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PILBARA Ports Authority is delivering graffiti management training to help combat graffiti at the National Heritage Listed Murujuga National Park, located near Karratha in the North West of Western Australia.

Pilbara Ports Authority heritage specialist Robert Brock has been delivering the training to Indigenous rangers from the Murujuga Land and Sea Unit and the Department of Biodiversity, Conservation and Attractions to help them identify, record and manage graffiti.

The training includes techniques to remove different types of graffiti, as well as how to mask scratchings, ensuring it blends in with the natural rock surface using oxide pigments.

Pilbara Ports Authority is also working with the Murujuga Land and Sea Unit rangers to develop their capability to undertake environmental management services on behalf of PPA, including weed management and vertebrate pest control.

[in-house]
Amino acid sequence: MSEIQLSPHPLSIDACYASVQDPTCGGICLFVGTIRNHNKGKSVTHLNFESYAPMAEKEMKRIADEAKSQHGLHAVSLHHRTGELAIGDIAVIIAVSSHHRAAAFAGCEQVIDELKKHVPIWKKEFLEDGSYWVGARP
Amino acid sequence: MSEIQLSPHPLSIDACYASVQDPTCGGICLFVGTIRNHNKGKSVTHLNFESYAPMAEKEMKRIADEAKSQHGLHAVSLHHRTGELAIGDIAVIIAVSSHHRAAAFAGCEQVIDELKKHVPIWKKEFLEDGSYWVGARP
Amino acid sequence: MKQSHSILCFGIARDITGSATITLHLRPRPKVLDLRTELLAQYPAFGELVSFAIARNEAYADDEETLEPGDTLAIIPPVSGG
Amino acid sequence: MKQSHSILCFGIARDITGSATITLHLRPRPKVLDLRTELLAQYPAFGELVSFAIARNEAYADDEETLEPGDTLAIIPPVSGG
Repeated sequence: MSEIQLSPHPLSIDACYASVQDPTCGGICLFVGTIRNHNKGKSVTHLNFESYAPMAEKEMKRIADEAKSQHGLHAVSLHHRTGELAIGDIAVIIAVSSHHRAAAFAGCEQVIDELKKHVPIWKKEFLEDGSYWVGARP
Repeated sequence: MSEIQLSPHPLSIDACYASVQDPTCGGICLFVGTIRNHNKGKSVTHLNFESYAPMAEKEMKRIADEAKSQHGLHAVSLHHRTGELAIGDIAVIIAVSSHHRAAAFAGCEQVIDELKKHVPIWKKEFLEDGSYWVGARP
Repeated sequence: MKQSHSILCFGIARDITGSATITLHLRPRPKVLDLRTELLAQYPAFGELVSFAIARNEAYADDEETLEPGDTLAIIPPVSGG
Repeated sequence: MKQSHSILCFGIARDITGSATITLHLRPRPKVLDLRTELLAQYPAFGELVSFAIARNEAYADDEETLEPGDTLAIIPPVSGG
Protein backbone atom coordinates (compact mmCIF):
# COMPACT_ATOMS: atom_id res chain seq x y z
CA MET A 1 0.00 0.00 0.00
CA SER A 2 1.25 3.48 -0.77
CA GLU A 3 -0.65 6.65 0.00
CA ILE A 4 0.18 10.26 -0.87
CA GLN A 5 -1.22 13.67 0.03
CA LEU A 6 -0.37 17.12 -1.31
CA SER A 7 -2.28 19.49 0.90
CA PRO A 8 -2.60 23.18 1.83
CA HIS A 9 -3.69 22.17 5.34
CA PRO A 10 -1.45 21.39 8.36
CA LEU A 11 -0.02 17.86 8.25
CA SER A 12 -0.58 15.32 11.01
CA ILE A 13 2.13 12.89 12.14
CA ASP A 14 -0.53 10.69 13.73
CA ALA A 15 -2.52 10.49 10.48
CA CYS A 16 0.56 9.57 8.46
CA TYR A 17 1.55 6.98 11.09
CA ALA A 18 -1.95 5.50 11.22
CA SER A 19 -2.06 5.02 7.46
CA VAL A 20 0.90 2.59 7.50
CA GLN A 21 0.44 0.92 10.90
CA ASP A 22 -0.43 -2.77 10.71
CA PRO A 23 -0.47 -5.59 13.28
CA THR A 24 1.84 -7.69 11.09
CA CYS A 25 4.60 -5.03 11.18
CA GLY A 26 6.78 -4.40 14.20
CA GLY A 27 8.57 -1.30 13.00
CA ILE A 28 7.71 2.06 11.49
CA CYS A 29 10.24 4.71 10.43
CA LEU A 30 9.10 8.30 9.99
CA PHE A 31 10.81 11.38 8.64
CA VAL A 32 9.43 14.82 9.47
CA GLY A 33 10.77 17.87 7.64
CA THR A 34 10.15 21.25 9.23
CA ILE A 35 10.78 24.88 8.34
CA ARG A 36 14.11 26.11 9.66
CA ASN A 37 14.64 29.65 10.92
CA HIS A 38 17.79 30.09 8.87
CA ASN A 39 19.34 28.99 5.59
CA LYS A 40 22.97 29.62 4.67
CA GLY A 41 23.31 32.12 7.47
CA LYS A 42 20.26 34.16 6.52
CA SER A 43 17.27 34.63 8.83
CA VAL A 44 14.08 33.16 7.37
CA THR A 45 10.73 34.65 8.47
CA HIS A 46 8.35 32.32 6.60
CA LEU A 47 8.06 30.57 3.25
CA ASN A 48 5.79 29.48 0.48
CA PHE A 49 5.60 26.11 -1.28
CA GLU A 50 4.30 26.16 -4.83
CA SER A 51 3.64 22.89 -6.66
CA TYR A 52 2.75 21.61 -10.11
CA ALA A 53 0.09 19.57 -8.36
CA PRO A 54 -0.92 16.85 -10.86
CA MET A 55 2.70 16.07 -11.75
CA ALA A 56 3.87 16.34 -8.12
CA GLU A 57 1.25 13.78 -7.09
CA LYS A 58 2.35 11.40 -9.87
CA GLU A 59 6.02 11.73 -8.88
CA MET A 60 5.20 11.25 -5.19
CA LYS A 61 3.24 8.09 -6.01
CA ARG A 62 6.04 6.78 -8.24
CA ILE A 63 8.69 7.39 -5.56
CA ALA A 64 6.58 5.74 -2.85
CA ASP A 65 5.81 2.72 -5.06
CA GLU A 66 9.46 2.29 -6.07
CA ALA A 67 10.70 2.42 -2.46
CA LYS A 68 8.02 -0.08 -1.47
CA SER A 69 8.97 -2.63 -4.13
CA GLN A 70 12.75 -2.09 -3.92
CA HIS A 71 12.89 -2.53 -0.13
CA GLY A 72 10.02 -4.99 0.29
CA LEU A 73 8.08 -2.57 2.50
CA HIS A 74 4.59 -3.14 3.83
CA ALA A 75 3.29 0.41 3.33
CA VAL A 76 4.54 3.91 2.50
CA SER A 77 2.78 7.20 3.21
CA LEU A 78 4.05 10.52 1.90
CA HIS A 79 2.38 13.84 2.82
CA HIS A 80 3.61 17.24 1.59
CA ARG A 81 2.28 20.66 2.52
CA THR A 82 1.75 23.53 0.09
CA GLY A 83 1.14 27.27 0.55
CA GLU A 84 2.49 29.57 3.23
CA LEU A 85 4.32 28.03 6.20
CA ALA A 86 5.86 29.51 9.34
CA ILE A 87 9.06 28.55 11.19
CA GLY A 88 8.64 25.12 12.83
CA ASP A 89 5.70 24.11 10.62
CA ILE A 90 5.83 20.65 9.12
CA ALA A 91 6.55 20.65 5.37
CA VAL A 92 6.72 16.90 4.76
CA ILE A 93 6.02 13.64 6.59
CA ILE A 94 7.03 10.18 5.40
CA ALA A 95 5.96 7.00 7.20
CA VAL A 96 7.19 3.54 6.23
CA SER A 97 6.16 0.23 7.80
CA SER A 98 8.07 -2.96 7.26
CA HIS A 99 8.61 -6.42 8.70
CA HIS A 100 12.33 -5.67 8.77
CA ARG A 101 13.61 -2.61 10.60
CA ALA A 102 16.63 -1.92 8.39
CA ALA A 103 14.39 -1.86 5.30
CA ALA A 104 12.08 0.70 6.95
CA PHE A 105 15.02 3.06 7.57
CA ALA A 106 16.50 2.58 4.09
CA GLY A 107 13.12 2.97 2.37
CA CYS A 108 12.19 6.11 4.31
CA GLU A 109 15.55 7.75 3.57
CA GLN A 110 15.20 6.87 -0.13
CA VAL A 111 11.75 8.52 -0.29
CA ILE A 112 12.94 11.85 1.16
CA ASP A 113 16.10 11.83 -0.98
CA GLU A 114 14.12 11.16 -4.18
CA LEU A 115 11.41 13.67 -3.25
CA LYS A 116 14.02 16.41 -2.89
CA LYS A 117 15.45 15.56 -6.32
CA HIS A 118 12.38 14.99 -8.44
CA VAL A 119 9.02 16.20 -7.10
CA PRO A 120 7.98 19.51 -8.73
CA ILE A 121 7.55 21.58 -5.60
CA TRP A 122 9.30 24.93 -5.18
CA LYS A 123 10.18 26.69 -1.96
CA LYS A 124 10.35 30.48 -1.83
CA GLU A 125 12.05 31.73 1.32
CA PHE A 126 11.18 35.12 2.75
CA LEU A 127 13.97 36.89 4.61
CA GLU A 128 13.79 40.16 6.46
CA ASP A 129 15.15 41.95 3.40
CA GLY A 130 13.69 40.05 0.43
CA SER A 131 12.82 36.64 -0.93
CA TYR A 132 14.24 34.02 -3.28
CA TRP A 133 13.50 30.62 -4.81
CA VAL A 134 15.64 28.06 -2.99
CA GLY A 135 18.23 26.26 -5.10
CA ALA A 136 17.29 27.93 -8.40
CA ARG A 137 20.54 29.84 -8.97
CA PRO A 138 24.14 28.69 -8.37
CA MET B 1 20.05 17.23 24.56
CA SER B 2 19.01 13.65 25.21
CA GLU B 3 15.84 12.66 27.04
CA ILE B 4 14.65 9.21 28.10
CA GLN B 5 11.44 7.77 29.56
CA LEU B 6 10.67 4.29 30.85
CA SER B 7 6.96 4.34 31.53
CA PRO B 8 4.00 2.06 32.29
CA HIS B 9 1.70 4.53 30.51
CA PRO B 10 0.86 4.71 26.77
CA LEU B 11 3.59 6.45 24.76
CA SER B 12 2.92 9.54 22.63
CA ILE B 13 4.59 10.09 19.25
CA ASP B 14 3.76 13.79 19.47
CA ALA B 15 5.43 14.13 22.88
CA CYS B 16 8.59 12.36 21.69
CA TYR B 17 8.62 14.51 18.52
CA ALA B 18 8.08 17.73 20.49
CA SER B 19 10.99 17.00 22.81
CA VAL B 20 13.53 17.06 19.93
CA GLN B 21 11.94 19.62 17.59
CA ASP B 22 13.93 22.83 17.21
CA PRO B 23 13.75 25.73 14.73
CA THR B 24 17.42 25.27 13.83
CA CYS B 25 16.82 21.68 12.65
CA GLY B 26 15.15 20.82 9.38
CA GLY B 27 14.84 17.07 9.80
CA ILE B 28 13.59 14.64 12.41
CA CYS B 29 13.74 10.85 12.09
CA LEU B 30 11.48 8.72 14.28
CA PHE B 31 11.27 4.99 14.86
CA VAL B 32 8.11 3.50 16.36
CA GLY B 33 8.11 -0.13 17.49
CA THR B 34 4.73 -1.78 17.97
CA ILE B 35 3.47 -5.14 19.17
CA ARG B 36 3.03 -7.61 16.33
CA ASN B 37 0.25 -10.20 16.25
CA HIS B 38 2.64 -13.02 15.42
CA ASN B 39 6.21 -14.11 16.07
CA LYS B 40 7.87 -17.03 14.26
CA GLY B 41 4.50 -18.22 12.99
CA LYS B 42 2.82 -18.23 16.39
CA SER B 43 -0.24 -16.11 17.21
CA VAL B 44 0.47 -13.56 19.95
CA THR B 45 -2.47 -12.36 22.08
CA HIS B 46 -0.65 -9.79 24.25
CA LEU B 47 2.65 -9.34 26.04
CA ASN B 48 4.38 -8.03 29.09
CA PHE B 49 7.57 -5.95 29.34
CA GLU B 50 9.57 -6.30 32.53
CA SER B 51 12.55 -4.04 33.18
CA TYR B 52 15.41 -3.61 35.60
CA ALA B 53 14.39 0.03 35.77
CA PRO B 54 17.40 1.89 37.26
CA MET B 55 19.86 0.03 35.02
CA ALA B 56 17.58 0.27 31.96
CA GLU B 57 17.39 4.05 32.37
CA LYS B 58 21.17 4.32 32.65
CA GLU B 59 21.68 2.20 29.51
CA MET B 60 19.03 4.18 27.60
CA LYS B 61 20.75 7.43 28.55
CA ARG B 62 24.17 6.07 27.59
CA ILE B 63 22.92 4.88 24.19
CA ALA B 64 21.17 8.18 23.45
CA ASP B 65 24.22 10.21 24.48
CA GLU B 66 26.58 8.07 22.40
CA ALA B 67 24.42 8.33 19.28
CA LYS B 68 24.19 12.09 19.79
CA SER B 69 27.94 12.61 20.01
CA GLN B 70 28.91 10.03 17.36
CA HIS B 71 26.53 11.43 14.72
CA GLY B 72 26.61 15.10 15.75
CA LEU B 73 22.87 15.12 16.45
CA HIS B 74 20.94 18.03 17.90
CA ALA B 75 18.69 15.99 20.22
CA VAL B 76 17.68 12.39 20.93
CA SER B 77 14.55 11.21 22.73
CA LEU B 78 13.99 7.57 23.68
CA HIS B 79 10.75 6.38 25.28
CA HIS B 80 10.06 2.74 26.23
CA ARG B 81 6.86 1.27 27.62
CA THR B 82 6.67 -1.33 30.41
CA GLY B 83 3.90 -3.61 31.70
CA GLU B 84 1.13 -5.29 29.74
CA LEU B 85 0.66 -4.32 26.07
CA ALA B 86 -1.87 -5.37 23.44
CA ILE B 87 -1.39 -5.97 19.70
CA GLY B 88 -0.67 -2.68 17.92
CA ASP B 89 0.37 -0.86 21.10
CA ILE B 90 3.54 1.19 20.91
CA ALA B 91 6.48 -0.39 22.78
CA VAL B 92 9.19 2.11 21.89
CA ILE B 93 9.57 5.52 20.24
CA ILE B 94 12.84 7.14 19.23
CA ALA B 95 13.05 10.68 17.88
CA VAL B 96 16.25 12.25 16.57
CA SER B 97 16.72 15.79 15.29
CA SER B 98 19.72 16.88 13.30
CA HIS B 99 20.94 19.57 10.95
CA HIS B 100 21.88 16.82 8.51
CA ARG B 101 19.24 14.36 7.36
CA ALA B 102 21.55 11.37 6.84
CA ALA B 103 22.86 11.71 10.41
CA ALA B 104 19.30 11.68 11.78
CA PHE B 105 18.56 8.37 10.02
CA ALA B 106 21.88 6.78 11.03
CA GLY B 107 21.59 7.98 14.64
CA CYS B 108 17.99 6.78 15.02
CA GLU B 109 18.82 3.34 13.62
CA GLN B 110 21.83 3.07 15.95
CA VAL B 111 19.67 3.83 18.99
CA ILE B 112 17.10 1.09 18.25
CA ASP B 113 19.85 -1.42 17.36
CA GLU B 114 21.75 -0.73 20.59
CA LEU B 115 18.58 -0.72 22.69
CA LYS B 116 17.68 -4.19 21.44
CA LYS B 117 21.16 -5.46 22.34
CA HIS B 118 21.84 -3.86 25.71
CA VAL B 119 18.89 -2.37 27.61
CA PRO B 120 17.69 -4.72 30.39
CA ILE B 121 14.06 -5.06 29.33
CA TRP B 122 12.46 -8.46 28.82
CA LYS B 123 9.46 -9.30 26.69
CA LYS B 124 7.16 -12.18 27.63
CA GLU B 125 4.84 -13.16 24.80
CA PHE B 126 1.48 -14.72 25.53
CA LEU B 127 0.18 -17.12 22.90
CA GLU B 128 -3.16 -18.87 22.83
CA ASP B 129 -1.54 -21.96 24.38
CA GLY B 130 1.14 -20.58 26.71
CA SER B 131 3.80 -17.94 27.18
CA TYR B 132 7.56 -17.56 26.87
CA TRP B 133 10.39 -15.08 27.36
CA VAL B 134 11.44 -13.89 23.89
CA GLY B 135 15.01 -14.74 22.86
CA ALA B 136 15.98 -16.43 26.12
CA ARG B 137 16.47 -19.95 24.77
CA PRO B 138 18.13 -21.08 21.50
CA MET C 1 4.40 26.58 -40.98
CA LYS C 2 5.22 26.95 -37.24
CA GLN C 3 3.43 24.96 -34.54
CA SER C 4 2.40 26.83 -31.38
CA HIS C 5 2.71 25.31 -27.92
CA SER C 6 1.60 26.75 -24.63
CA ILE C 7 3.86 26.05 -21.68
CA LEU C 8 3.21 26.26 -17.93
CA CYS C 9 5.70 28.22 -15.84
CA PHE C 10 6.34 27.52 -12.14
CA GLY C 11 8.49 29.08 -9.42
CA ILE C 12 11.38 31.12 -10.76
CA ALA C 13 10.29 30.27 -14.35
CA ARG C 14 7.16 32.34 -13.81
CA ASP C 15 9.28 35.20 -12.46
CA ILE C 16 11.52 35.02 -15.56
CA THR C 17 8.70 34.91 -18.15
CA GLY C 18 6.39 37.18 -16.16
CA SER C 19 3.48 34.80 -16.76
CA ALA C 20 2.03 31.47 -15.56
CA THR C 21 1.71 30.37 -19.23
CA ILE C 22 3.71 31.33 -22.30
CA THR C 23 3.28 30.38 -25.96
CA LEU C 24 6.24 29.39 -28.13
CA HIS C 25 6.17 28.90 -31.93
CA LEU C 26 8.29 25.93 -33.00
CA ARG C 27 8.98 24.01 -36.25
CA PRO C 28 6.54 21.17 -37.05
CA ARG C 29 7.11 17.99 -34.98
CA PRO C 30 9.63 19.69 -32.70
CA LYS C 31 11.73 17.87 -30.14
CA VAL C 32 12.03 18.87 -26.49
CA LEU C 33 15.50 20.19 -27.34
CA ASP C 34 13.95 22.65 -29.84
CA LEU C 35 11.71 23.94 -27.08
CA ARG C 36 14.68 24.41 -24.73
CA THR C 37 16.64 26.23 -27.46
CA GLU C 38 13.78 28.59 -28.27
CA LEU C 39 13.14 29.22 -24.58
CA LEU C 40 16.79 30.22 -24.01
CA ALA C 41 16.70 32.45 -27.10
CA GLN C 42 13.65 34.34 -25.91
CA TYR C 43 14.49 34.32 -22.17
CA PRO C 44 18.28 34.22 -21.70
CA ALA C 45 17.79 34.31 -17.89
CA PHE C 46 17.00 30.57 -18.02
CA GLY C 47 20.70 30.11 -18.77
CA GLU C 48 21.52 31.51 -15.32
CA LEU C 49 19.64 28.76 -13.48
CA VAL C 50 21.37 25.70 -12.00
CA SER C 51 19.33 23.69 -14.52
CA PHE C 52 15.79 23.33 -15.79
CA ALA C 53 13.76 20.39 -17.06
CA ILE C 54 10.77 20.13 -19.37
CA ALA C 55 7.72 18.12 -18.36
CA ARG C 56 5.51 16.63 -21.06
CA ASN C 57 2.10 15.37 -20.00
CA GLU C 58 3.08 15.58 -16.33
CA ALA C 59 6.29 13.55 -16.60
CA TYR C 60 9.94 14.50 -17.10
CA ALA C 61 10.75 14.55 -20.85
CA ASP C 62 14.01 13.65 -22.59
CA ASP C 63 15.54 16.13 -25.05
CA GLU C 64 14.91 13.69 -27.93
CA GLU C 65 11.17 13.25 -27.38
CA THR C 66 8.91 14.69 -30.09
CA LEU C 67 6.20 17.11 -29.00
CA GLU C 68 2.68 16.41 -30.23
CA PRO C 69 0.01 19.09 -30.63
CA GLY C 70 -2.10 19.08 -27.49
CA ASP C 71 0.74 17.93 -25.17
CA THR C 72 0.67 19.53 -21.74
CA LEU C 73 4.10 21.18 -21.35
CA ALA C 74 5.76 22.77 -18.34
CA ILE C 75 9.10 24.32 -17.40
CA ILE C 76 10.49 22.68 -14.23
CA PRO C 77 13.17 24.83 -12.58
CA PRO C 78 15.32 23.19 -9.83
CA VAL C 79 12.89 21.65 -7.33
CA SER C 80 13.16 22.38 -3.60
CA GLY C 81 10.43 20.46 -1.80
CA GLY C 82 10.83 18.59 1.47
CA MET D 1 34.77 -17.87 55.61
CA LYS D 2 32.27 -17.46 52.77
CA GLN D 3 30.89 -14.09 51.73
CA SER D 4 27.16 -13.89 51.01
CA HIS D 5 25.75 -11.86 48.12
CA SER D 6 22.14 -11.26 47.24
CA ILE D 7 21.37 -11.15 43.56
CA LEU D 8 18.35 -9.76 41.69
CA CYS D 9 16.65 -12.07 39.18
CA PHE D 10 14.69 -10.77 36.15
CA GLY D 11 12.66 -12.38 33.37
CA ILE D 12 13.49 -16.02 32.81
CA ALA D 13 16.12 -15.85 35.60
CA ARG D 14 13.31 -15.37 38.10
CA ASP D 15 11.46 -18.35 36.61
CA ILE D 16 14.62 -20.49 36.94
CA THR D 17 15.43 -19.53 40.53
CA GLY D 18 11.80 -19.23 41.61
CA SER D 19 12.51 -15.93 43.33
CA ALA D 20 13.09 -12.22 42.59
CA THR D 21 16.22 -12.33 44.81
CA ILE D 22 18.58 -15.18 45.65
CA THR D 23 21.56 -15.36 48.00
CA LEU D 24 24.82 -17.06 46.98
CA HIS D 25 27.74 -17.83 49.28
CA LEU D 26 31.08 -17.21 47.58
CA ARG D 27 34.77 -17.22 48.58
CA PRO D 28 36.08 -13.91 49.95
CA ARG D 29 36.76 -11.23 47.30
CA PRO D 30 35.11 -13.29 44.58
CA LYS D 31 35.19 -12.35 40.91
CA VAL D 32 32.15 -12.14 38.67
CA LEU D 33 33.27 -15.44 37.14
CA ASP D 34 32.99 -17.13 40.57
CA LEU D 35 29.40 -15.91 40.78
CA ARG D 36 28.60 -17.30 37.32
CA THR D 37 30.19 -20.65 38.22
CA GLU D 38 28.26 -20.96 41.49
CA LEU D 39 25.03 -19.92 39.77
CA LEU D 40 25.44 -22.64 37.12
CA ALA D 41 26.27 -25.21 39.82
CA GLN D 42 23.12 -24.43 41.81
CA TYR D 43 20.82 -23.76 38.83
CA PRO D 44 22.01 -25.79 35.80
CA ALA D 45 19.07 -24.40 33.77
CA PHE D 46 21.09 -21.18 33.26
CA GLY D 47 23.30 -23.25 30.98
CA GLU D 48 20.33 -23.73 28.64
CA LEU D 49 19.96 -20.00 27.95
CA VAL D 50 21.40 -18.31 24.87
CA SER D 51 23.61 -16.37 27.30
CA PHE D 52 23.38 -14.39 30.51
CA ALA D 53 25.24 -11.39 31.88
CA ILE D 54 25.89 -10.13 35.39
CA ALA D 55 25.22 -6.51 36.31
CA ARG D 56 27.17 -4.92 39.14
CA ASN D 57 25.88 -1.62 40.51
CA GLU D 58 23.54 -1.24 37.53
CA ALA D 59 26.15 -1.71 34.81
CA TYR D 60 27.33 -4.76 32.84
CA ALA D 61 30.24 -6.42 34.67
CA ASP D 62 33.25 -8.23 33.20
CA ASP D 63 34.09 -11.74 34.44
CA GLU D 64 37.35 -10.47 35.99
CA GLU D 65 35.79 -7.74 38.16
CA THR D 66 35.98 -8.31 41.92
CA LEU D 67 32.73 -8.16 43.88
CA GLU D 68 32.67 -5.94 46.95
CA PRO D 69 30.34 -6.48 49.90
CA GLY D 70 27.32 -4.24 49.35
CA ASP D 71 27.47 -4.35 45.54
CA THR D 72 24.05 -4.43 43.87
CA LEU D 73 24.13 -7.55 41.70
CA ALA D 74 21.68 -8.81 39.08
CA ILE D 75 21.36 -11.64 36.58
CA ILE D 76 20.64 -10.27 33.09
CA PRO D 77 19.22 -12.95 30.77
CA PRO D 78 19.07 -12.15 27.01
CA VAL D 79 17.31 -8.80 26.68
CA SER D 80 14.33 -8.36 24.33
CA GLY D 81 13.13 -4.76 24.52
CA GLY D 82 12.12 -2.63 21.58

Murujuga National Park, which is adjacent to the Port of Dampier, contains the world’s largest collection of rock art, with an estimated one million engravings. The majority of Murujuga National Park and the islands of the Dampier Archipelago are National Heritage Listed and are currently in the process of being considered for World Heritage Listing.

This training is in line with PPA’s Cultural Heritage Management Plan, which seeks to minimise impacts of port operations on heritage through engagement with local Traditional Owners.

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The training also embodies the 2021 NAIDOC week theme Heal Country, which calls for greater protections of country, the land, the waters, heritage values and scared sites.

Mr Brock said, “NAIDOC Week is a timely reminder to reflect on the importance of protecting Indigenous land and culture – with the Port of Dampier being adjacent to the largest collection of rock art in the world.

“Pilbara Ports Authority is proud to deliver the graffiti management training and is committed to keeping the Murujuga National Park protected from vandalism.

“Our experience in heritage management and the assistance provided to the Murujuga and DBCA rangers is important in protecting these culturally significant artworks for generations to come.”

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